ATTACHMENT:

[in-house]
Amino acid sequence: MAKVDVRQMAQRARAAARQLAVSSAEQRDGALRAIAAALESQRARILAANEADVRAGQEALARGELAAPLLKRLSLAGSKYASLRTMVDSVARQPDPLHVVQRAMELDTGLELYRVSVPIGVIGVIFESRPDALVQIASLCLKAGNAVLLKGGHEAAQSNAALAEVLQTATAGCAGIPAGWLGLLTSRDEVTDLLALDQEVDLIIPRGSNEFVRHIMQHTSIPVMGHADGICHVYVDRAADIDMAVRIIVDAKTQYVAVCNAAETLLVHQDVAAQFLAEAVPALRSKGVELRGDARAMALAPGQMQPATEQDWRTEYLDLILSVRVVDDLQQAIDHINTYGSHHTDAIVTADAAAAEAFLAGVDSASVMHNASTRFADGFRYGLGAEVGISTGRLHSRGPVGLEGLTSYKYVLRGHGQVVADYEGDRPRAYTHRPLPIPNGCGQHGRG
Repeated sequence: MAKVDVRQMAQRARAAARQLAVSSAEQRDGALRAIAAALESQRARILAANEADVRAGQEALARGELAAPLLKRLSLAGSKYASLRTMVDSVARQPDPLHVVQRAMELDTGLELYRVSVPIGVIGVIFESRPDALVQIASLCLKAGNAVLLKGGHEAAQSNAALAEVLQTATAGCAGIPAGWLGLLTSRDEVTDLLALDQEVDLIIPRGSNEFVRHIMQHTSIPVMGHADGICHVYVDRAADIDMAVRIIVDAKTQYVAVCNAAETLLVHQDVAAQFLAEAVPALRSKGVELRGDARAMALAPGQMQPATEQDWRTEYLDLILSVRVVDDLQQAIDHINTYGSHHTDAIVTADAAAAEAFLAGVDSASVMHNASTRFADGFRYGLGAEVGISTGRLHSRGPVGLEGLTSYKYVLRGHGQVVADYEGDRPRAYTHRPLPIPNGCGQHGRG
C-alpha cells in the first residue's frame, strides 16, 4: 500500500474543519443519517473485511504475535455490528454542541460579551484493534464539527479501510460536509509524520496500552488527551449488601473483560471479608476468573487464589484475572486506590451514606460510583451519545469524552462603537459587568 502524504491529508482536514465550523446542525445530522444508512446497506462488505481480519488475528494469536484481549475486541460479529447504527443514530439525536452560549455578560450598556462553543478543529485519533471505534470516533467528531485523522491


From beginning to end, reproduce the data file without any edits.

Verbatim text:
[in-house]
Amino acid sequence: MAKVDVRQMAQRARAAARQLAVSSAEQRDGALRAIAAALESQRARILAANEADVRAGQEALARGELAAPLLKRLSLAGSKYASLRTMVDSVARQPDPLHVVQRAMELDTGLELYRVSVPIGVIGVIFESRPDALVQIASLCLKAGNAVLLKGGHEAAQSNAALAEVLQTATAGCAGIPAGWLGLLTSRDEVTDLLALDQEVDLIIPRGSNEFVRHIMQHTSIPVMGHADGICHVYVDRAADIDMAVRIIVDAKTQYVAVCNAAETLLVHQDVAAQFLAEAVPALRSKGVELRGDARAMALAPGQMQPATEQDWRTEYLDLILSVRVVDDLQQAIDHINTYGSHHTDAIVTADAAAAEAFLAGVDSASVMHNASTRFADGFRYGLGAEVGISTGRLHSRGPVGLEGLTSYKYVLRGHGQVVADYEGDRPRAYTHRPLPIPNGCGQHGRG
Repeated sequence: MAKVDVRQMAQRARAAARQLAVSSAEQRDGALRAIAAALESQRARILAANEADVRAGQEALARGELAAPLLKRLSLAGSKYASLRTMVDSVARQPDPLHVVQRAMELDTGLELYRVSVPIGVIGVIFESRPDALVQIASLCLKAGNAVLLKGGHEAAQSNAALAEVLQTATAGCAGIPAGWLGLLTSRDEVTDLLALDQEVDLIIPRGSNEFVRHIMQHTSIPVMGHADGICHVYVDRAADIDMAVRIIVDAKTQYVAVCNAAETLLVHQDVAAQFLAEAVPALRSKGVELRGDARAMALAPGQMQPATEQDWRTEYLDLILSVRVVDDLQQAIDHINTYGSHHTDAIVTADAAAAEAFLAGVDSASVMHNASTRFADGFRYGLGAEVGISTGRLHSRGPVGLEGLTSYKYVLRGHGQVVADYEGDRPRAYTHRPLPIPNGCGQHGRG
C-alpha cells in the first residue's frame, strides 16, 4: 500500500474543519443519517473485511504475535455490528454542541460579551484493534464539527479501510460536509509524520496500552488527551449488601473483560471479608476468573487464589484475572486506590451514606460510583451519545469524552462603537459587568 502524504491529508482536514465550523446542525445530522444508512446497506462488505481480519488475528494469536484481549475486541460479529447504527443514530439525536452560549455578560450598556462553543478543529485519533471505534470516533467528531485523522491